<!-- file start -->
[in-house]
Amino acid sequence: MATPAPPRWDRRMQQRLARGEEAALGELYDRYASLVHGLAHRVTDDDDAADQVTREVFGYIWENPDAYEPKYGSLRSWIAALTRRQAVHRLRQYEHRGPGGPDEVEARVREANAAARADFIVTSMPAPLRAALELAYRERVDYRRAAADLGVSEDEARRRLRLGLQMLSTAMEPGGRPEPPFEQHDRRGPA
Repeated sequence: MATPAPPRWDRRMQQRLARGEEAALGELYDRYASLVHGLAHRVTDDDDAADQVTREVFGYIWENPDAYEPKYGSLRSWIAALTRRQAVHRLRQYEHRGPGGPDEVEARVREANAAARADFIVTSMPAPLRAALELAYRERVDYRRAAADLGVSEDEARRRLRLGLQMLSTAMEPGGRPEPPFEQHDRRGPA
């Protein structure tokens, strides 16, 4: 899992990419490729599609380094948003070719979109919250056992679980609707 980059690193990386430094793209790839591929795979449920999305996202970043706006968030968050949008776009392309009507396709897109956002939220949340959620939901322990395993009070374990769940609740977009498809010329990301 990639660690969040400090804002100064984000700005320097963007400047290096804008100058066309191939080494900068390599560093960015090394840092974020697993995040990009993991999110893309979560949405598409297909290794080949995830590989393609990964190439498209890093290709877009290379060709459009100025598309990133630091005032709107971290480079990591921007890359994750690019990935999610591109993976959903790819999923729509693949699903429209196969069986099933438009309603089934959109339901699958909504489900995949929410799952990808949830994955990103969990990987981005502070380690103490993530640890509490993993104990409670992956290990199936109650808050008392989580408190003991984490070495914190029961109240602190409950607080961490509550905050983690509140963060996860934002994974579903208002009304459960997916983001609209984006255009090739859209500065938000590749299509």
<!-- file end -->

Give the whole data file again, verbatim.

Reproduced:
[in-house]
Amino acid sequence: MATPAPPRWDRRMQQRLARGEEAALGELYDRYASLVHGLAHRVTDDDDAADQVTREVFGYIWENPDAYEPKYGSLRSWIAALTRRQAVHRLRQYEHRGPGGPDEVEARVREANAAARADFIVTSMPAPLRAALELAYRERVDYRRAAADLGVSEDEARRRLRLGLQMLSTAMEPGGRPEPPFEQHDRRGPA
Repeated sequence: MATPAPPRWDRRMQQRLARGEEAALGELYDRYASLVHGLAHRVTDDDDAADQVTREVFGYIWENPDAYEPKYGSLRSWIAALTRRQAVHRLRQYEHRGPGGPDEVEARVREANAAARADFIVTSMPAPLRAALELAYRERVDYRRAAADLGVSEDEARRRLRLGLQMLSTAMEPGGRPEPPFEQHDRRGPA
């Protein structure tokens, strides 16, 4: 899992990419490729599609380094948003070719979109919250056992679980609707 980059690193990386430094793209790839591929795979449920999305996202970043706006968030968050949008776009392309009507396709897109956002939220949340959620939901322990395993009070374990769940609740977009498809010329990301 990639660690969040400090804002100064984000700005320097963007400047290096804008100058066309191939080494900068390599560093960015090394840092974020697993995040990009993991999110893309979560949405598409297909290794080949995830590989393609990964190439498209890093290709877009290379060709459009100025598309990133630091005032709107971290480079990591921007890359994750690019990935999610591109993976959903790819999923729509693949699903429209196969069986099933438009309603089934959109339901699958909504489900995949929410799952990808949830994955990103969990990987981005502070380690103490993530640890509490993993104990409670992956290990199936109650808050008392989580408190003991984490070495914190029961109240602190409950607080961490509550905050983690509140963060996860934002994974579903208002009304459960997916983001609209984006255009090739859209500065938000590749299509």